A decade-long search to find all persons wanted in connection with the fatal shooting more than ten years ago of a German tourist in Santa Monica has ended with the arrest of the last outstanding suspect in the case, authorities said.

Paul Edmond Carpenter, 31, was arrested Wednesday, February 11th, by FBI detectives, in collaboration with U.S. Marshals and Jamaican law enforcement in Kingston, Jamaica, FBI spokeswoman Laura Eimiller said. Carpenter, who had been working as a courtesy driver at a BMW dealership in Jamaica for several years, had reportedly been using a false name while living in the country, Eimiller said.

He was the last remaining suspect in the October 12th, 1998 shooting death of tourist Horst Fietze, who was visiting Santa Monica with his wife and some friends. Carpenter, his girlfriend, and two other suspects allegedly attempted to rob the group of tourists near the Loews Santa Monica Beach hotel when Fietze was fatally shot, according to the FBI.

Three of the four suspects were arrested by Santa Monica police detectives and were subsequently convicted in the case, but Carpenter had not been apprehended, traveling within the U.S. before fleeing the country, police said. Santa Monica police who have been active in the case said they were pleased to learn that Carpenter had finally been arrested more than ten years after the incident struck the city.

“It’s certainly gratifying to know that he’s finally in our custody, not only for us but to know that we can tell the victim’s family and friends that [the suspect] has finally been apprehended and will be brought to justice,” said Lt. Ray Cooper, who along with Detective John Henry were the lead Santa Monica officers working the case.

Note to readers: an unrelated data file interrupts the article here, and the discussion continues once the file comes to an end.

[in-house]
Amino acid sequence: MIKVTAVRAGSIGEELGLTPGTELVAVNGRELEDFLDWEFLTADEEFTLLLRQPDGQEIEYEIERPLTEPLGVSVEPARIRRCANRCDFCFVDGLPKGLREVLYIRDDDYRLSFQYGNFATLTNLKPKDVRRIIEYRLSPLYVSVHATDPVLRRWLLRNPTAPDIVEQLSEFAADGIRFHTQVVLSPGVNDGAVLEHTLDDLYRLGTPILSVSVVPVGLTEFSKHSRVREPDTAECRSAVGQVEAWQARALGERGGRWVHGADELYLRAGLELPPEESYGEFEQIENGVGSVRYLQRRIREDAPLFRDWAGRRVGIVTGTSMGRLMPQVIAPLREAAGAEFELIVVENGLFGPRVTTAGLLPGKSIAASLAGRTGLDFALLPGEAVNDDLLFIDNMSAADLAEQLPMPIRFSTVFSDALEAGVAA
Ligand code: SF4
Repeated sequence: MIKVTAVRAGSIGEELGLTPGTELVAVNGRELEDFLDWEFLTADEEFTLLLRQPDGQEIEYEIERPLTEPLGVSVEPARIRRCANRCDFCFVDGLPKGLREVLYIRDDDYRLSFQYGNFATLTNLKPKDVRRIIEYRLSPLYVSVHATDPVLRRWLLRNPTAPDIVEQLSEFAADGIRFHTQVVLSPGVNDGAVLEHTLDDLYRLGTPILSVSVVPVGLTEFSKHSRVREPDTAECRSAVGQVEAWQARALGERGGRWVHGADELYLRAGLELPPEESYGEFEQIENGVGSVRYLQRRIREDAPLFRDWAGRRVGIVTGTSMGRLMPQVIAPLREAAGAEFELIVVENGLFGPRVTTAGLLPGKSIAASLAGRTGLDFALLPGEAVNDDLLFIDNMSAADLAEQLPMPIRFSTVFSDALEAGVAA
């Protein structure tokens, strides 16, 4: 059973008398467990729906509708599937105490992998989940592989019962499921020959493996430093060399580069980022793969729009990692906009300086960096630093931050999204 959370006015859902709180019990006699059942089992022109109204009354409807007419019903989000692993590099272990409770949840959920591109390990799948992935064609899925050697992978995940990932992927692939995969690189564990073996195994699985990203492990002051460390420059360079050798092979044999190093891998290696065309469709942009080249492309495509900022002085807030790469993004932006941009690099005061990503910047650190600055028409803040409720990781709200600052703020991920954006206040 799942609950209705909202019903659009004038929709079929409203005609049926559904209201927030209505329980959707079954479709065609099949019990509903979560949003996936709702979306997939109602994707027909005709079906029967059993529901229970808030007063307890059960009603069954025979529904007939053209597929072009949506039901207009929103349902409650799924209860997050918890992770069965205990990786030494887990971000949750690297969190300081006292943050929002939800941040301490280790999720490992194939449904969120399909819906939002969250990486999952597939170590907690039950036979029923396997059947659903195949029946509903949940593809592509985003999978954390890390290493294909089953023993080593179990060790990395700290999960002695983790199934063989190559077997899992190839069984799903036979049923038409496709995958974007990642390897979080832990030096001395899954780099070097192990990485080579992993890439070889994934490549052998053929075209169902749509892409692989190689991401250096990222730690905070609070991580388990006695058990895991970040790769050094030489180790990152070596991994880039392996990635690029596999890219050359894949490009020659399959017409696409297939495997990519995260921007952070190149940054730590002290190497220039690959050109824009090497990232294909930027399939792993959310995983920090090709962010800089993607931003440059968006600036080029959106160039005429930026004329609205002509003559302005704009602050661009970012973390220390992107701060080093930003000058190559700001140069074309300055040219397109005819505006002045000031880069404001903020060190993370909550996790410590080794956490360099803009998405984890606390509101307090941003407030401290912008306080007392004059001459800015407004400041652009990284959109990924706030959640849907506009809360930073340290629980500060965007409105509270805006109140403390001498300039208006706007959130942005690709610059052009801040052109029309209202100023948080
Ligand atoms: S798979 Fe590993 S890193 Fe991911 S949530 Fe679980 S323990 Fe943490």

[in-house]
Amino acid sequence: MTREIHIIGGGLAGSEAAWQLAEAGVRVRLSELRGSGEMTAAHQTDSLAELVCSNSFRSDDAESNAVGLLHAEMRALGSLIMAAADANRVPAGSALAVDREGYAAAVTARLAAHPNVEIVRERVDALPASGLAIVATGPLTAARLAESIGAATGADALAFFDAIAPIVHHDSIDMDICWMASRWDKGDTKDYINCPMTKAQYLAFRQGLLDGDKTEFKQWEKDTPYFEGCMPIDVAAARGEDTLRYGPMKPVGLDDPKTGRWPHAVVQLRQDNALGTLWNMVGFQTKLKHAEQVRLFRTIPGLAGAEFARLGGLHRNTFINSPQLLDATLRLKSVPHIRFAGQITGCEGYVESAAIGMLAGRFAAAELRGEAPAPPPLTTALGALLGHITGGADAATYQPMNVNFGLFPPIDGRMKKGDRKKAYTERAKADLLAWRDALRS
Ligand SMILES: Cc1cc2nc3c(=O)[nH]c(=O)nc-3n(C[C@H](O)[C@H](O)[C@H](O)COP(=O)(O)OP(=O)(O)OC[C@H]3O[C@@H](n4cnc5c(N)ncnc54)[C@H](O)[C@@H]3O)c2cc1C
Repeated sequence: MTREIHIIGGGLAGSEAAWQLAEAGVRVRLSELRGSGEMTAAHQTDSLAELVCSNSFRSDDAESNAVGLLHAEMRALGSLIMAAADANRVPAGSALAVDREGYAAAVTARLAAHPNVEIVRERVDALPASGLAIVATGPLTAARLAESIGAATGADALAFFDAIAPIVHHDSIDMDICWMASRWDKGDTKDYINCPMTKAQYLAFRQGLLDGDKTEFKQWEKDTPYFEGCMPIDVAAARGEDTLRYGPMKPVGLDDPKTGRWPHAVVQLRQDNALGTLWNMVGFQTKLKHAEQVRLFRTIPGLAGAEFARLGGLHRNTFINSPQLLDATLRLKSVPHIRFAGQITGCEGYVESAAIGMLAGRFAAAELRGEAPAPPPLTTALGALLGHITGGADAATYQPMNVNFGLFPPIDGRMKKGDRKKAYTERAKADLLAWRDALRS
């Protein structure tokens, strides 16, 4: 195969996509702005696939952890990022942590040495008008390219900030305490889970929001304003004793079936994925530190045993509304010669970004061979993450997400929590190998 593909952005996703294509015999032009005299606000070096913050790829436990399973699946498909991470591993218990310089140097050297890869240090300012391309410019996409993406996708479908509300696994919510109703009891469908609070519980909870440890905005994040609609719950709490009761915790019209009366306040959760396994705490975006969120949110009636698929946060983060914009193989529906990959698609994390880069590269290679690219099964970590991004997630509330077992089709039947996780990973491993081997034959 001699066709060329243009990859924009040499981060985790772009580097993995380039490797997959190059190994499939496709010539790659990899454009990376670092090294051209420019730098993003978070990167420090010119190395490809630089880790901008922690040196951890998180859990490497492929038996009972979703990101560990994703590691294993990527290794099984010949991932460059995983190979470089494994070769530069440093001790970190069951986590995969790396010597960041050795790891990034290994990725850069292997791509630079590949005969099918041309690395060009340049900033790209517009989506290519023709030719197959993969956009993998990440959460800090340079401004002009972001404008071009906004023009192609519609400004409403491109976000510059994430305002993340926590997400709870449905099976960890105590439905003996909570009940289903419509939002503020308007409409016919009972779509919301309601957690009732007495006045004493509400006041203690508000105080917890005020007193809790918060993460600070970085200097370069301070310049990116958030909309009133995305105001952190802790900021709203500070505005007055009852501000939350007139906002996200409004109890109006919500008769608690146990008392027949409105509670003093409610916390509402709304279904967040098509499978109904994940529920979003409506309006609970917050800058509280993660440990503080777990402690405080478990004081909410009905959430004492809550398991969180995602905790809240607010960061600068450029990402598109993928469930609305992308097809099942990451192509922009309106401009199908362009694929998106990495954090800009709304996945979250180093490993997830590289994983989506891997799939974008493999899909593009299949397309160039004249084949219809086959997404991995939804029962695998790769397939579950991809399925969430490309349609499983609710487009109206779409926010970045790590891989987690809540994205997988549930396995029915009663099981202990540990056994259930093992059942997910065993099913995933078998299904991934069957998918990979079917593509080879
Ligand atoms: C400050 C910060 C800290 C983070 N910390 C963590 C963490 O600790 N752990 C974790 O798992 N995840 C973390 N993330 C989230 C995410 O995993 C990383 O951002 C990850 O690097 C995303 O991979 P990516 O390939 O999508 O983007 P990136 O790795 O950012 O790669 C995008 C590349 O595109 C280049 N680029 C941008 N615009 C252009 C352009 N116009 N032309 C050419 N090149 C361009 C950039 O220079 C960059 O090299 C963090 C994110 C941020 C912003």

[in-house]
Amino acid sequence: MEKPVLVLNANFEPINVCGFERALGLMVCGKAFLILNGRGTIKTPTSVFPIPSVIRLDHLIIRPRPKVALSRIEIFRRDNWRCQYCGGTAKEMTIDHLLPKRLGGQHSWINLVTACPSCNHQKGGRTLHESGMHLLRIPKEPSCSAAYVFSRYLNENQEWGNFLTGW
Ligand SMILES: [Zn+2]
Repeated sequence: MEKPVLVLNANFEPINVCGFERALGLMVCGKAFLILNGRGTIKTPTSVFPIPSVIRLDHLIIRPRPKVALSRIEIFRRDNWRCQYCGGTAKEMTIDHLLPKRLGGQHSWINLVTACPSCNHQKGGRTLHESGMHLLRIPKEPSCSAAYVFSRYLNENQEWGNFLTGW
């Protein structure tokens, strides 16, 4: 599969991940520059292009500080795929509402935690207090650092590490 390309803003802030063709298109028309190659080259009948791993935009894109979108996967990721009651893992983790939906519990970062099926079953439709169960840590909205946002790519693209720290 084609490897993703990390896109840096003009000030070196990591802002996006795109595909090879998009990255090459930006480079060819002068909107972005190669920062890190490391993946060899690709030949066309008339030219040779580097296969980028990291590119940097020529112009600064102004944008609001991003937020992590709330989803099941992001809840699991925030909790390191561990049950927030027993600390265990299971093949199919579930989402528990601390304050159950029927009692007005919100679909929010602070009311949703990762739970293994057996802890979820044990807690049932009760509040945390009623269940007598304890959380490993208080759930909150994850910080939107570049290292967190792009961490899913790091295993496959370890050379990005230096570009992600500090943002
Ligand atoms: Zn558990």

Former Santa Monica Police Chief James Butts, who served at the time of the murder, also expressed some relief, particularly for Fietze’s family, after hearing of Carpenter’s capture.

“This gives me a great sense of release and happiness for Horst’s widow,” said Butts, who is now deputy director of law enforcement for Los Angeles World Airports. “I had a lot of contact with his wife after the event happened and we promised her that we would bring justice for Horst.”

After his arrest, Carpenter was deported to the U.S. by Jamaican authorities and is in Santa Monica police custody on no bail, according to the county Sheriff’s Department. The county District Attorney’s Office charged Carpenter in February 1999 with one count of murder and three counts of attempted second-degree robbery, district attorney spokeswoman Jane Robison said.

Carpenter was scheduled to be arraigned at the Superior Court Airport Courthouse Wednesday, February 18th. Prosecutors have not determined if they will seek the death penalty in the case, Robison said.

Following the 1998 murder of Fietze, police said they sought the assistance of the FBI, which obtained a federal arrest warrant for Carpenter and later offered a $20,000 reward for information leading to his capture. Eimiller said the reward generated several leads, including information that led to Carpenter’s location in Jamaica.

The investigation involved several agencies including the FBI Fugitive Task Force, U.S. Marshals, the Jamaican Constabulary Force, the FBI’s Legal Attache in the Dominican Republic and Santa Monica police.

Butts referred to the dedication of detectives in seeing that all of those wanted for the fatal shooting were apprehended. Such efforts included posting an alert, along with a photo of Carpenter, on the Santa Monica police Web site in the years following the incident.

“Throughout my tenure we were relentless in bringing justice to the families of victims of homicides,” Butts said.

The death of Fietze was among a series of homicides that struck the city that year. The incident received international attention because it involved tourists in a city of high tourism, and Butts noted that the reaction to the case “became symbolic of what public safety meant in our community.”

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